BOONE, N.C. — Dr. Zack Vernon, assistant professor in the Department of English at Appalachian State University, is co-editor of “Summoning the Dead: Essays on Ron Rash” — the first book-length collection of scholarship on award-winning author Ron Rash. Vernon collaborated with Dr. Randall Wilhelm, assistant professor of English in the College of Arts and Sciences at Anderson University, to edit the collection, which was published in February 2018 by The University of South Carolina Press.
The volume features the work of respected scholars in Southern and Appalachian studies, providing interdisciplinary approaches to Rash’s fiction, nonfiction and poetry.
Contributors to the collection include Dr. Mae Miller Claxton, associate professor in Western Carolina University’s Department of English and editor of “Conversations with Ron Rash”; Dr. Jesse Kendall Graves, associate professor in the Department of Literature and Language at East Tennessee State University; and Dr. Martha Greene Eads, professor in the Department of Language and Literature at Eastern Mennonite University, who has given several scholarly presentations on Rash’s work.
“Summoning the Dead” contains two essays by Vernon: “The Hum of Resurrection: Raising Rash to Critical Light” and “Strange Agrarianisms: Transmutations of ‘I'll Take My Stand’ in James Dickey’s ‘Deliverance’ and Ron Rash’s ‘One Foot in Eden.’”
From the publisher: “Firmly rooted in the mountain South, Rash’s artistic vision weaves the truths of the human condition and the perils of the human heart in a poetic language that speaks deeply to us all. Through these essays, offering a range of critical and theoretical approaches that examine important aspects of Rash’s work, Wilhelm and Vernon create a foundation for the future of Rash studies.”
Rash is the John Parris Distinguished Professor of Appalachian Studies at Western Carolina University. He is the recipient of numerous awards for his poetry and fiction, including a National Endowment for the Arts Poetry Fellowship, two O. Henry awards and the Frank O’Connor Award for Best International Short Fiction.
About Dr. Zack Vernon
Vernon specializes in American literature and film. In particular, his work examines the intersections among environmental activism, philosophy, film and literature from the Romantic period to the present. Vernon also has an abiding interest in studying the literary, cultural and material history of Appalachia and the U.S. South.
His research has appeared in a range of scholarly books and journals, including Journal of American Studies, Southern Cultures and ISLE: Interdisciplinary Studies in Literature and Environment.
Vernon received his doctorate in English from the University of North Carolina at Chapel Hill. He holds an M.A. in English from North Carolina State University and a B.A. in English from Clemson University.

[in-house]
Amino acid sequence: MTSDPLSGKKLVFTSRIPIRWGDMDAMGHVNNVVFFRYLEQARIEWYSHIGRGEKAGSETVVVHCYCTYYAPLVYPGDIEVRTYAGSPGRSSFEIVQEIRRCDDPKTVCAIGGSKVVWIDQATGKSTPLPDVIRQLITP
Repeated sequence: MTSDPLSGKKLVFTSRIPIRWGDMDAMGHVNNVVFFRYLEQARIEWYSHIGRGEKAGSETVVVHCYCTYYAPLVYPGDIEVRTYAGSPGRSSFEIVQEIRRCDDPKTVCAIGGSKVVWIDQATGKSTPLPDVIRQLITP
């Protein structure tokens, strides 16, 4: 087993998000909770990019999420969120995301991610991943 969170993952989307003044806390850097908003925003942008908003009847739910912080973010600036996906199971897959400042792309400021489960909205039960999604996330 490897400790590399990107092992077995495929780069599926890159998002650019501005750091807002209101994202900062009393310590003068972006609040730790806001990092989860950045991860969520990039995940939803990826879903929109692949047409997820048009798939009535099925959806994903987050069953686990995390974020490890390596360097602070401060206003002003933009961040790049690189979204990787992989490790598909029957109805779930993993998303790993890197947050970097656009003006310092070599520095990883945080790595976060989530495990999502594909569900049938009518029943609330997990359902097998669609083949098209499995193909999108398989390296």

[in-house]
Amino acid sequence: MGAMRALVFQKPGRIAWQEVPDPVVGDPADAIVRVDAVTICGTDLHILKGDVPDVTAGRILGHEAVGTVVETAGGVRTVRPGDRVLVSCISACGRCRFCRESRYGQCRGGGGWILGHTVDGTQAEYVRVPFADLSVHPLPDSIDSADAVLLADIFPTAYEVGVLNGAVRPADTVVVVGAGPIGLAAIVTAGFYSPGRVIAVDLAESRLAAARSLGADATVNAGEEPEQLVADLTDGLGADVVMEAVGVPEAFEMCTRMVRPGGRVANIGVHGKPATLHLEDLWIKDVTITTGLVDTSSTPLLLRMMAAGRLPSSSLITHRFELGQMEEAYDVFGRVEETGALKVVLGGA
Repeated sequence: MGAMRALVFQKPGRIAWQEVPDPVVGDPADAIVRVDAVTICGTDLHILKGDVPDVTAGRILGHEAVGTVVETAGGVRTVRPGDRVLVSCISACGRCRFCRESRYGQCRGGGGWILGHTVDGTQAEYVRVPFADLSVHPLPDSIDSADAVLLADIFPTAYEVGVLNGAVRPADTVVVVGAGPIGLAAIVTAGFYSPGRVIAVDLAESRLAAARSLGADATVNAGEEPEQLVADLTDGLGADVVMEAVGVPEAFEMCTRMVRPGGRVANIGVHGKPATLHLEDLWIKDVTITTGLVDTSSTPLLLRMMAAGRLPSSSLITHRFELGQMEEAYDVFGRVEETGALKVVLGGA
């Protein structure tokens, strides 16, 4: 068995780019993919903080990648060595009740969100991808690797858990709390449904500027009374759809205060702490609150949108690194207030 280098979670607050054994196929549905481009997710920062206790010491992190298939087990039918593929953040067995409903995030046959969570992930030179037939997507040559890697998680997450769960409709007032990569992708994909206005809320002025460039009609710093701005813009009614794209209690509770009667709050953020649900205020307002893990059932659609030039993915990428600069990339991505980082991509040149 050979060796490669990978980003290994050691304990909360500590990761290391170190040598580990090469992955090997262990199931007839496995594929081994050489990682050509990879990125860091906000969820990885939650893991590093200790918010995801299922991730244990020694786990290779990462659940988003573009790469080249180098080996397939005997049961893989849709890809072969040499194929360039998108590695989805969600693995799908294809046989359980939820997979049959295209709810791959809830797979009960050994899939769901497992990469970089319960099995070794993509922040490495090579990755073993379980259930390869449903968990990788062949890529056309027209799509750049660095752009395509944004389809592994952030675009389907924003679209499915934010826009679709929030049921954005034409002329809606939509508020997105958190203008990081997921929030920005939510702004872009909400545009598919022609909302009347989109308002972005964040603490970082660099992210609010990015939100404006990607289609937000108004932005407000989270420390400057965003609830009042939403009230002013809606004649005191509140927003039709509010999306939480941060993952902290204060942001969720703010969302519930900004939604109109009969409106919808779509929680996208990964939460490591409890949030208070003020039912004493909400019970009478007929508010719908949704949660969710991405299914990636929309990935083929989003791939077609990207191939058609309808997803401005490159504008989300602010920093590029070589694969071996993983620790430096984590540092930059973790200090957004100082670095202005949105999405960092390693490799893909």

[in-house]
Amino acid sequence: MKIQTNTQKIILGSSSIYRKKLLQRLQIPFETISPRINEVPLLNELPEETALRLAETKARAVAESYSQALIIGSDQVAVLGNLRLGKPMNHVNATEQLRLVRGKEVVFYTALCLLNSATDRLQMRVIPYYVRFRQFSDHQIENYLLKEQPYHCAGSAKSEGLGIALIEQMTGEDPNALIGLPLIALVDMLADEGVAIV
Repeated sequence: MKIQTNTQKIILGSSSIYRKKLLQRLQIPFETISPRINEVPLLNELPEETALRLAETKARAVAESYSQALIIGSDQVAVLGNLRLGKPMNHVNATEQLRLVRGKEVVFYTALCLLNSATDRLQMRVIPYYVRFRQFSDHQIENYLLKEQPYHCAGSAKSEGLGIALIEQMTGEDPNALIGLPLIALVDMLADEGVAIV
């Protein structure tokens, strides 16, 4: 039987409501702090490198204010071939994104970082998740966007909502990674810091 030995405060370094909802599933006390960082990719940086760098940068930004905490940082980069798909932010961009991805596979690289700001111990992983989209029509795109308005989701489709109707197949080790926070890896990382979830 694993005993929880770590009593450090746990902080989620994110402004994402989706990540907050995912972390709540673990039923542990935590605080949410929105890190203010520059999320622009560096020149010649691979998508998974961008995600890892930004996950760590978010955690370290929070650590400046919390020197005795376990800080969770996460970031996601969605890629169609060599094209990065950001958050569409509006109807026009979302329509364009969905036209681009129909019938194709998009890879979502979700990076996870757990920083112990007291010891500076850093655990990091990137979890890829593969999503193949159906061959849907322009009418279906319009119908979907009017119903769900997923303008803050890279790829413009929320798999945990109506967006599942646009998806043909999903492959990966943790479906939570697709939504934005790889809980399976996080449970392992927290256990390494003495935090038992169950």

Vernon is the editor of “Ecocriticism and the Future of Southern Studies,” a book-length collection of scholarship that applies interdisciplinary environmental humanities research to analyses of the U.S. South. The book is currently under contract with Louisiana State University Press.
In 2015, Vernon won the premiere Alex Albright Creative Nonfiction Prize for his essay titled “Boone Summer: Adventures of a Bad Environmentalist.” The essay was published in the 25th issue of the North Carolina Literary Review (NCLR) in 2016.
About the Department of English
The Department of English at Appalachian State University is committed to outstanding work in the classroom, the support and mentorship of students, and a dynamic engagement with culture, history, language, theory and literature. The department offers master’s degrees in English and rhetoric and composition, as well as undergraduate degrees in literary studies, film studies, creative writing, professional writing and English education. Learn more at https://english.appstate.edu.
About the College of Arts and Sciences
The College of Arts and Sciences (CAS) at Appalachian State University is home to 17 academic departments, two centers and one residential college. These units span the humanities and the social, mathematical and natural sciences. CAS aims to develop a distinctive identity built upon our university's strengths, traditions and unique location. The college’s values lie not only in service to the university and local community, but through inspiring, training, educating and sustaining the development of its students as global citizens. More than 6,400 student majors are enrolled in the college. As the college is also largely responsible for implementing App State’s general education curriculum, it is heavily involved in the education of all students at the university, including those pursuing majors in other colleges. Learn more at https://cas.appstate.edu.
About Appalachian State University
As the premier public undergraduate institution in the Southeast, Appalachian State University prepares students to lead purposeful lives as global citizens who understand and engage their responsibilities in creating a sustainable future for all. The Appalachian Experience promotes a spirit of inclusion that brings people together in inspiring ways to acquire and create knowledge, to grow holistically, to act with passion and determination, and to embrace diversity and difference. Located in the Blue Ridge Mountains, Appalachian is one of 17 campuses in the University of North Carolina System. Appalachian enrolls nearly 21,000 students, has a low student-to-faculty ratio and offers more than 150 undergraduate and graduate majors.
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